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CBS will repurpose the first season of Showtime’s hit crime drama series “Dexter” over 12 consecutive Sundays beginning Feb. 17.
“Dexter’s” move to CBS at 10 p.m. marks the first time a full season of a premium cable drama series transitions to broadcast TV.
With the networks running out of original scripted programming because of the writers strike, CBS first revealed its plans to air the edgy series last month (HR 12/5).
” ‘Dexter’ is a high-quality, compelling series that will be new and original programming for most CBS viewers,” CBS Entertainment president Nina Tassler said. “It’s also a great match with our existing lineup, affording us the opportunity to promote this critically decorated series in CBS’ top-rated crime dramas.”
Showtime Networks president of entertainment Robert Greenblatt also hopes the series starring Michael C. Hall as a likable forensics expert/serial killer will find new viewers in its run on CBS.
“I think it will be very compatible with their lineup as well as be a great opportunity to promote our brand on a platform that reaches every home in America,” he said.
“Dexter” exec producer Daniel Cerone, however, said he has mixed feeling about “Dexter’ on CBS.
“On one hand you want what you write to be seen by the greatest number of people, and as WGA members on strike, we will get residuals for these airings,” he said. “On the other hand, if, by reprocessing the series the network is using it as strike programming, it may delay any resolution in the (labor dispute).”
Cerone said he and the other writing producers on the show who are WGA members won’t be involved in the editing of “Dexter” for its run on CBS.
“There is a little bit of concern — you spend so much time working on all minute details of the characters and the stories and a lot of it could get lost in translation,” he said.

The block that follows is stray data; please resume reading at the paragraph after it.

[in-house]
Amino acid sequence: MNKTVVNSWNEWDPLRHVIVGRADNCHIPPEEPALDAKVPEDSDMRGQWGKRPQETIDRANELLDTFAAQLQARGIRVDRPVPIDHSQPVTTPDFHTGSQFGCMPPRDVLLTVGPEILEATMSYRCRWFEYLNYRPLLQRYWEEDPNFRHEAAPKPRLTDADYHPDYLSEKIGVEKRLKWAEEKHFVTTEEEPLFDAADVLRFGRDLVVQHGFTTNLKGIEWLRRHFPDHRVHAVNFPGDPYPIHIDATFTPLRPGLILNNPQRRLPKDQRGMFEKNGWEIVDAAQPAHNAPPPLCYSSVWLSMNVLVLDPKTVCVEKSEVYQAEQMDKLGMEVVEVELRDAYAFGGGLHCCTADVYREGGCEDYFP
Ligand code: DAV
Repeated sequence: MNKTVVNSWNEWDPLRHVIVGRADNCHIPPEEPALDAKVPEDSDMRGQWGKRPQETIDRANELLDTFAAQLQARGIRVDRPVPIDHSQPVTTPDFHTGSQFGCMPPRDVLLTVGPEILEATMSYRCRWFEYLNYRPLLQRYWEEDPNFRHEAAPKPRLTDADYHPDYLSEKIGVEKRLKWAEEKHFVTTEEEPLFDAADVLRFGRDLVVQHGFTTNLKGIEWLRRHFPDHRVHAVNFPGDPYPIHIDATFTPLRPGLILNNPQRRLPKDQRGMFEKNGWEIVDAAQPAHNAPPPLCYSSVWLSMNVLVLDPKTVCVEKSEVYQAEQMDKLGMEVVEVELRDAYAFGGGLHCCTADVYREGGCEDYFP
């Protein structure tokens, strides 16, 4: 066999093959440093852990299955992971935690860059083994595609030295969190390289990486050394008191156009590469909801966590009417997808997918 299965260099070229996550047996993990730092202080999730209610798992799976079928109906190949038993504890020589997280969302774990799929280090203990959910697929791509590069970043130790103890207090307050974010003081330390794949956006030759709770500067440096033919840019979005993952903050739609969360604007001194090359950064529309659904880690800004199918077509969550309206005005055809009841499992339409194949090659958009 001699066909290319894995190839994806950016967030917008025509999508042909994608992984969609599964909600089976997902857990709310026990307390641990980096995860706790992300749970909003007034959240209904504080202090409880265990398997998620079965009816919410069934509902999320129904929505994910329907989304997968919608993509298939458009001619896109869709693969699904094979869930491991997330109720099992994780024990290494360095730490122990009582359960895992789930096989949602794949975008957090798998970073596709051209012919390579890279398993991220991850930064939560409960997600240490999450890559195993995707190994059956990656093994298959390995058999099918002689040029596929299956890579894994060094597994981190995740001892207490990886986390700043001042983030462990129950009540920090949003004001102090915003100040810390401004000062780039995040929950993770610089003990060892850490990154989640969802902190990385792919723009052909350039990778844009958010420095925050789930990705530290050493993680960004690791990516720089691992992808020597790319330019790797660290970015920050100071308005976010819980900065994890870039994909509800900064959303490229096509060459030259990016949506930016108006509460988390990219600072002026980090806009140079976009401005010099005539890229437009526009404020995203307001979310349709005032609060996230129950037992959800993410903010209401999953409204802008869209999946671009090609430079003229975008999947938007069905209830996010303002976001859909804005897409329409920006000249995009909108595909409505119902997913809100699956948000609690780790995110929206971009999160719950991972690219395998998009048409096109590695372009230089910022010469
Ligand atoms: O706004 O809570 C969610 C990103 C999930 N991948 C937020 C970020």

Greenblatt said the creative team behind the show shouldn’t worry because he will oversee the editing, which will be done mostly for language.
“I am very protective of the show and will make sure the small changes are done very seamlessly,” he said. “The essence of the show is absolutely there; we haven’t compromised the character and his moral compass.”
The Parents Television Council, the media watch group that objected to CBS’ plans to repurpose “Dexter” in December, continues to be against the idea.
“Of course there will be cuts, but thematically the show is very disturbing — making a serial killer a hero — and no editing in the world will make this palatable for families with small children,” senior director of programs Melissa Henson said.
CBS is not the only broadcaster looking to sister cable networks for programming during the strike. NBC also has announced plans to repurpose from corporate sibling USA Network shows including “Law & Order: Criminal Intent,” “Monk” and “Psych.”
As for “Dexter’s” status on Showtime, the network has not made any announcement, but the show is scheduled to come back this year for a third season.
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